Similarly, Vitek Tracz, founder of the journals BioMed Central, F1000Research, Current Opinions, and an innovator working to reform the peer review process stated (21):
“Scientific publishing is unbelievable and ridiculous…that science information should become available to people who want to know it with a year delay…peer review has become mortally sick, and the reason for the sickness is secrecy…it just begs for misuse.”
Researchers echo these sentiments. For example, a survey of 637 researchers demonstrated that 61% believed the review process was flawed and should be altered (5). These statistics and sentiments express that, at best, peer review may provide value to researchers by improving the readability of manuscripts. However, its function as a watchdog is lacking, and its current structure may do more harm than good.
A variety of entities involved in the research process affect publication rates. Authors, funding agencies, institutions, pharmaceutical and device manufacturers, and other trial sponsoring groups may choose to not disseminate research, especially if results are unfavorable (22). However, within the competitive research environment, publications are a researcher’s currency; they demonstrate expertise, imbue prestige, and are used to advance their careers and acquire funding (23). Publications are used as a proxy indicating the value and impact of researchers, who are perceived as being more influential, having greater notoriety, and being more likely to function as principal investigators based on the number of publications they have produced, the impact factors of the journals in which their research is published, and whether their papers receive more citations than average for the journal in which they were published (23-28).
With publications acting as a career-driving mechanism for researchers to demonstrate impact, it is unfavorable for researchers to suppress results. Hence, other factors need to be considered, the most explicit being the peer review process and its inherent biases that act as a bottleneck on the publication process. When research results are statistically significant and positive, with positive results that support the experimental hypothesis over the null hypothesis, manuscripts are more likely to be accepted, published, and cited than if statistically nonsignificant or negative results were found. For example, compared to studies demonstrating statistically nonsignificant or negative results, studies with positive or statistically significant results were more likely to be accepted by high profile journals (29); had 2.2-4.7 higher odds (30) and 13-18% increased chance of being published (31); were published faster - in 4-5 years versus 6-8 years (32); and were cited 1.6-2.7 times more often (33, 34).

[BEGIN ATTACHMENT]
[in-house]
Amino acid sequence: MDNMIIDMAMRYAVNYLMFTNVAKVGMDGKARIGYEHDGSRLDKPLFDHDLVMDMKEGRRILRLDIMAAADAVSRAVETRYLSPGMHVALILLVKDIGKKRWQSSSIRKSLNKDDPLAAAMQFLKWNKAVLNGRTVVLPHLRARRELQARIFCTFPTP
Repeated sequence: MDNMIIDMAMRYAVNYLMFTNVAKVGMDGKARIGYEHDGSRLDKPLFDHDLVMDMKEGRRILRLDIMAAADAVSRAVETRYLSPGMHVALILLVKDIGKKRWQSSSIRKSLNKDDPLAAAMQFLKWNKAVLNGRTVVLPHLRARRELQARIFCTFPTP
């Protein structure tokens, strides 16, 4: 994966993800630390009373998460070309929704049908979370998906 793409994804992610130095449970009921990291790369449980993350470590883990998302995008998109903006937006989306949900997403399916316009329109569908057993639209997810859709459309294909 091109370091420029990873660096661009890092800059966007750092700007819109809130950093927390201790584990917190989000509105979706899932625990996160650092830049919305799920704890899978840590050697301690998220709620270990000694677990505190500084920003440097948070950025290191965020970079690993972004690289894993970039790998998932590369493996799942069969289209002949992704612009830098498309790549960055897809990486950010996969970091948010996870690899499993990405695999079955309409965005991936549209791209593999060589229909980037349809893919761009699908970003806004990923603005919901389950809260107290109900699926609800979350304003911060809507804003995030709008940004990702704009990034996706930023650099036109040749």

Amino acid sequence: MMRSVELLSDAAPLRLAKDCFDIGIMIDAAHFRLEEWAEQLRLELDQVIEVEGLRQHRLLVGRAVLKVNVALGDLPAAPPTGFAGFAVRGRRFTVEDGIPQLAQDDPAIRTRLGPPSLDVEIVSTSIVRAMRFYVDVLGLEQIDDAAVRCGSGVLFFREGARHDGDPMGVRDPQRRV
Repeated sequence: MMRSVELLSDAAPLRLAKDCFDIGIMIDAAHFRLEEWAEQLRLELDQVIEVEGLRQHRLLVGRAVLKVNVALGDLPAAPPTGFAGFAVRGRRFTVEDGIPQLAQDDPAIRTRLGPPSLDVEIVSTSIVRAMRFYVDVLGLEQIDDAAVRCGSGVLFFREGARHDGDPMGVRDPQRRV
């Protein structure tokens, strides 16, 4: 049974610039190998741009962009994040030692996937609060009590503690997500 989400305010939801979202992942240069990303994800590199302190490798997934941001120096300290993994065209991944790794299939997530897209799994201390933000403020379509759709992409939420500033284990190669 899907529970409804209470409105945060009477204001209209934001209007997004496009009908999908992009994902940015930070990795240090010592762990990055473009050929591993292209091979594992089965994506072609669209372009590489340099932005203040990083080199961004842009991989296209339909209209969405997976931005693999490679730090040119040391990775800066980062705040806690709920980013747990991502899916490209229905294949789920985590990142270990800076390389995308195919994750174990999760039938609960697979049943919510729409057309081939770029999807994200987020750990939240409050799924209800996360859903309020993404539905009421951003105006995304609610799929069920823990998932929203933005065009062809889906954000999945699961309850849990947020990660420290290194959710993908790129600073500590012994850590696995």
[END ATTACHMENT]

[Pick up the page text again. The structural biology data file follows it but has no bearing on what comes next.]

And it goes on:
If the decision to publish research is made based on the significance and perceived impact of the results, rather than the methodological quality of the research, a large quantity of research is never published. Examinations comparing the amount of published versus unpublished literature demonstrate that out of 807 clinical trials, 52% were unpublished as of the year 2012 (35); out of 594 randomized controlled trials with results posted in ClinicalTrials.gov, 58% were unpublished in corresponding journals (36); less than half of NIH-funded trials were published after 30 months of a study’s completion; after a median of 51 months, one-third of trials were unpublished (37); out of 13,000 clinical trials, only 38.3% reported results (38); and only 63% of randomized controlled clinical trial results presented as conference abstracts after a trial’s completion were subsequently disseminated in a full publication (31).